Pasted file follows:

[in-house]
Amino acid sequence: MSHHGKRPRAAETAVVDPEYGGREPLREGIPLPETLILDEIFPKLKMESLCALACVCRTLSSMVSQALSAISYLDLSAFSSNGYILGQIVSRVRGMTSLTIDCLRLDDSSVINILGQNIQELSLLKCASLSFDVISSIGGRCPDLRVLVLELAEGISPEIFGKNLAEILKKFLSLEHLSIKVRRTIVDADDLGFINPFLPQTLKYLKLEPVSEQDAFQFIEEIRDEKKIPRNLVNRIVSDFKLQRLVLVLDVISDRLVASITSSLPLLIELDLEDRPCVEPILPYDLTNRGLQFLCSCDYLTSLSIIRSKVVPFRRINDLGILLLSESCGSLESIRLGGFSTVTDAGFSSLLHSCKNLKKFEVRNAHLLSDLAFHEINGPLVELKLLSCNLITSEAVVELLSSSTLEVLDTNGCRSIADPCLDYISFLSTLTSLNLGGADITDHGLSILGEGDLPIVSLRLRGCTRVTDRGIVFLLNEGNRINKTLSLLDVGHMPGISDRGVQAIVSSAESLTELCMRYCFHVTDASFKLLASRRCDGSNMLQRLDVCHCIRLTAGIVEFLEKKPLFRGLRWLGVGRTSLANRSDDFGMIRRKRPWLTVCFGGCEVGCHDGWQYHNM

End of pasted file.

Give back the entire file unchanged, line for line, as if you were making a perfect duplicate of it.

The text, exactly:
[in-house]
Amino acid sequence: MSHHGKRPRAAETAVVDPEYGGREPLREGIPLPETLILDEIFPKLKMESLCALACVCRTLSSMVSQALSAISYLDLSAFSSNGYILGQIVSRVRGMTSLTIDCLRLDDSSVINILGQNIQELSLLKCASLSFDVISSIGGRCPDLRVLVLELAEGISPEIFGKNLAEILKKFLSLEHLSIKVRRTIVDADDLGFINPFLPQTLKYLKLEPVSEQDAFQFIEEIRDEKKIPRNLVNRIVSDFKLQRLVLVLDVISDRLVASITSSLPLLIELDLEDRPCVEPILPYDLTNRGLQFLCSCDYLTSLSIIRSKVVPFRRINDLGILLLSESCGSLESIRLGGFSTVTDAGFSSLLHSCKNLKKFEVRNAHLLSDLAFHEINGPLVELKLLSCNLITSEAVVELLSSSTLEVLDTNGCRSIADPCLDYISFLSTLTSLNLGGADITDHGLSILGEGDLPIVSLRLRGCTRVTDRGIVFLLNEGNRINKTLSLLDVGHMPGISDRGVQAIVSSAESLTELCMRYCFHVTDASFKLLASRRCDGSNMLQRLDVCHCIRLTAGIVEFLEKKPLFRGLRWLGVGRTSLANRSDDFGMIRRKRPWLTVCFGGCEVGCHDGWQYHNM